The Twilight Zone

Finalist, National Book Awards 2021 for Translated Literature

ISBN 9781644450475
Graywolf Press
Nona Fernández

Nona Fernández was born in Santiago, Chile. She is an actress and writer, and has published two plays, a collection of short stories, a work of nonfiction, and six novels, including Space Invaders and The Twilight Zone, which was awarded the Sor Juana Inés de la Cruz Prize. (Photo credit: Sergio Lopez Isla) More about this author >

Natasha Wimmer

Natasha Wimmer is the translator of nine books by Roberto Bolaño, including The Savage Detectives and 2666. Her most recent translations are Nona Fernández’s Space Invaders and Sudden Death by Álvaro Enrigue. She lives in Brooklyn with her husband and two children. (Photo credit: Natasha Wimmer) More about this author >

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Translated from the Spanish

FROM THE PUBLISHER:

It is 1984 in Chile, in the middle of the Pinochet dictatorship. A member of the secret police walks into the office of a dissident magazine and begins to talk to a reporter, who records his testimony. The narrator of Nona Fernández’s mesmerizing and terrifying novel The Twilight Zone is a child when she first sees this man’s face on the magazine’s cover with the words “I Tortured People.” His complicity in the worst crimes of the regime and his commitment to speaking about them haunt the narrator into her adulthood and career as a writer and documentarian. Like a secret service agent from the future, through extraordinary feats of the imagination, Fernández follows the “man who tortured people” to places that archives can’t reach, into the sinister twilight zone of history where morning routines, a game of chess, Yuri Gagarin, and the eponymous TV show of the novel’s title coexist with the brutal yet commonplace machinations of the regime.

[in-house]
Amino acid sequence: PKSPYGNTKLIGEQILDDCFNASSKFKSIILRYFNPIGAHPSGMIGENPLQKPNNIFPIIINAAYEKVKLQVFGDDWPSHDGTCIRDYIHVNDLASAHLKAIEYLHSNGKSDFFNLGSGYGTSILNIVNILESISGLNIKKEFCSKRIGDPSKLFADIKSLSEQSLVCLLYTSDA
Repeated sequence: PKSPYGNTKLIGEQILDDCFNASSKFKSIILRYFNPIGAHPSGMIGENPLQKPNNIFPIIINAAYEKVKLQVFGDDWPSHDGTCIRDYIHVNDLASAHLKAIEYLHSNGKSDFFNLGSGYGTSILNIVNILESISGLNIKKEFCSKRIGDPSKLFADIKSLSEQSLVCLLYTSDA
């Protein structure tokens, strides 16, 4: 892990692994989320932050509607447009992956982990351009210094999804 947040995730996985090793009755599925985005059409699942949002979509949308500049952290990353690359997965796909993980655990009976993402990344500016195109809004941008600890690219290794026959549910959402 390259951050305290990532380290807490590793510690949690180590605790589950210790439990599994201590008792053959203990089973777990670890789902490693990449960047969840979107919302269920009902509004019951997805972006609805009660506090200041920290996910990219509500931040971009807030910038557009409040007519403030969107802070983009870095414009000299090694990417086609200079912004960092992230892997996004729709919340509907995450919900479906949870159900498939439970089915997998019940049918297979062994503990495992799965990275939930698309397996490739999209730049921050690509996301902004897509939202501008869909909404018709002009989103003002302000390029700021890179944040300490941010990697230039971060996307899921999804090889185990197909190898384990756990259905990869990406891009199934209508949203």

How do crimes vanish in plain sight? How does one resist a repressive regime? And who gets to shape the truths we live by and take for granted? The Twilight Zone pulls us into the dark portals of the past, reminding us that the work of the writer in the face of historical erasure is to imagine so deeply that these absences can be, for a time, spectacularly illuminated.

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